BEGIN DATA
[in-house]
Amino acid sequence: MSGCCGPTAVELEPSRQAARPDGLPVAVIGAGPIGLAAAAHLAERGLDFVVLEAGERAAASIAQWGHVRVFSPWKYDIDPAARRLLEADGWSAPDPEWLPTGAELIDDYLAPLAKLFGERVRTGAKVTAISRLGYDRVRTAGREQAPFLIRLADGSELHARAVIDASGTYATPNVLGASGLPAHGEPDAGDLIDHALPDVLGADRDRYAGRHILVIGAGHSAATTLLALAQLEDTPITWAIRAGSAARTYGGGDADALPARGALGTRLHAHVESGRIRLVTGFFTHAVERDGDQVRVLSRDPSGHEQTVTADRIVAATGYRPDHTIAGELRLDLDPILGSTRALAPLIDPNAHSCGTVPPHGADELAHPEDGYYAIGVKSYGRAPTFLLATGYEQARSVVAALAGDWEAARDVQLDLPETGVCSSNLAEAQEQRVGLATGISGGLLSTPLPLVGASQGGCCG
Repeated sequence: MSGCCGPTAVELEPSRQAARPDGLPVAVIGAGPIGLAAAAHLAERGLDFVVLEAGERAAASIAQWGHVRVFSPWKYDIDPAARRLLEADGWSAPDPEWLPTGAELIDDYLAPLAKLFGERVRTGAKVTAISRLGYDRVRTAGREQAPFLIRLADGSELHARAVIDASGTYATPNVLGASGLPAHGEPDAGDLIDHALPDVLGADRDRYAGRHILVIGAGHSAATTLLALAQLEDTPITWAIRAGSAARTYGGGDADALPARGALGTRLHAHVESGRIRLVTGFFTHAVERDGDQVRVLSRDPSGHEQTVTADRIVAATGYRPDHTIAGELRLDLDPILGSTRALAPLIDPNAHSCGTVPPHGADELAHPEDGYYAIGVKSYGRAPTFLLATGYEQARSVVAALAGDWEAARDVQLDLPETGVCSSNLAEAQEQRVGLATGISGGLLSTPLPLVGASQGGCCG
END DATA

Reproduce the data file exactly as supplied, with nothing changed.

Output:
[in-house]
Amino acid sequence: MSGCCGPTAVELEPSRQAARPDGLPVAVIGAGPIGLAAAAHLAERGLDFVVLEAGERAAASIAQWGHVRVFSPWKYDIDPAARRLLEADGWSAPDPEWLPTGAELIDDYLAPLAKLFGERVRTGAKVTAISRLGYDRVRTAGREQAPFLIRLADGSELHARAVIDASGTYATPNVLGASGLPAHGEPDAGDLIDHALPDVLGADRDRYAGRHILVIGAGHSAATTLLALAQLEDTPITWAIRAGSAARTYGGGDADALPARGALGTRLHAHVESGRIRLVTGFFTHAVERDGDQVRVLSRDPSGHEQTVTADRIVAATGYRPDHTIAGELRLDLDPILGSTRALAPLIDPNAHSCGTVPPHGADELAHPEDGYYAIGVKSYGRAPTFLLATGYEQARSVVAALAGDWEAARDVQLDLPETGVCSSNLAEAQEQRVGLATGISGGLLSTPLPLVGASQGGCCG
Repeated sequence: MSGCCGPTAVELEPSRQAARPDGLPVAVIGAGPIGLAAAAHLAERGLDFVVLEAGERAAASIAQWGHVRVFSPWKYDIDPAARRLLEADGWSAPDPEWLPTGAELIDDYLAPLAKLFGERVRTGAKVTAISRLGYDRVRTAGREQAPFLIRLADGSELHARAVIDASGTYATPNVLGASGLPAHGEPDAGDLIDHALPDVLGADRDRYAGRHILVIGAGHSAATTLLALAQLEDTPITWAIRAGSAARTYGGGDADALPARGALGTRLHAHVESGRIRLVTGFFTHAVERDGDQVRVLSRDPSGHEQTVTADRIVAATGYRPDHTIAGELRLDLDPILGSTRALAPLIDPNAHSCGTVPPHGADELAHPEDGYYAIGVKSYGRAPTFLLATGYEQARSVVAALAGDWEAARDVQLDLPETGVCSSNLAEAQEQRVGLATGISGGLLSTPLPLVGASQGGCCG